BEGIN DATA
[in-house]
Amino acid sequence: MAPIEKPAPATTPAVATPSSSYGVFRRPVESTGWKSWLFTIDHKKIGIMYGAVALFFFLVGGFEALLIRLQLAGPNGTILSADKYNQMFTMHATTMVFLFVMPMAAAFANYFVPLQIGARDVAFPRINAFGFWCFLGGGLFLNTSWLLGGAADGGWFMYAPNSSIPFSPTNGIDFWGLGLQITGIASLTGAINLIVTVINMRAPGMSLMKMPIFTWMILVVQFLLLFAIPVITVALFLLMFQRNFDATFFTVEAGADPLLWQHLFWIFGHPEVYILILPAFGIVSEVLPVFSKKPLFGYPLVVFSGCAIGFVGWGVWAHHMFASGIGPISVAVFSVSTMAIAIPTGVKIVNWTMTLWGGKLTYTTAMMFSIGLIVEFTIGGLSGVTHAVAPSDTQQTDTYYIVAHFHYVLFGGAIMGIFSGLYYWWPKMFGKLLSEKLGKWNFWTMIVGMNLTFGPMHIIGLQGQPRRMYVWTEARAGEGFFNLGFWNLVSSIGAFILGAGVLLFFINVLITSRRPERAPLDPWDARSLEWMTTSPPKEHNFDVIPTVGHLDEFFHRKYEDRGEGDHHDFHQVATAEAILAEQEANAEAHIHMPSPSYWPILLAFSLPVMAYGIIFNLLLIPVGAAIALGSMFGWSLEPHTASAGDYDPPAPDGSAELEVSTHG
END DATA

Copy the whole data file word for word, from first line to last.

[in-house]
Amino acid sequence: MAPIEKPAPATTPAVATPSSSYGVFRRPVESTGWKSWLFTIDHKKIGIMYGAVALFFFLVGGFEALLIRLQLAGPNGTILSADKYNQMFTMHATTMVFLFVMPMAAAFANYFVPLQIGARDVAFPRINAFGFWCFLGGGLFLNTSWLLGGAADGGWFMYAPNSSIPFSPTNGIDFWGLGLQITGIASLTGAINLIVTVINMRAPGMSLMKMPIFTWMILVVQFLLLFAIPVITVALFLLMFQRNFDATFFTVEAGADPLLWQHLFWIFGHPEVYILILPAFGIVSEVLPVFSKKPLFGYPLVVFSGCAIGFVGWGVWAHHMFASGIGPISVAVFSVSTMAIAIPTGVKIVNWTMTLWGGKLTYTTAMMFSIGLIVEFTIGGLSGVTHAVAPSDTQQTDTYYIVAHFHYVLFGGAIMGIFSGLYYWWPKMFGKLLSEKLGKWNFWTMIVGMNLTFGPMHIIGLQGQPRRMYVWTEARAGEGFFNLGFWNLVSSIGAFILGAGVLLFFINVLITSRRPERAPLDPWDARSLEWMTTSPPKEHNFDVIPTVGHLDEFFHRKYEDRGEGDHHDFHQVATAEAILAEQEANAEAHIHMPSPSYWPILLAFSLPVMAYGIIFNLLLIPVGAAIALGSMFGWSLEPHTASAGDYDPPAPDGSAELEVSTHG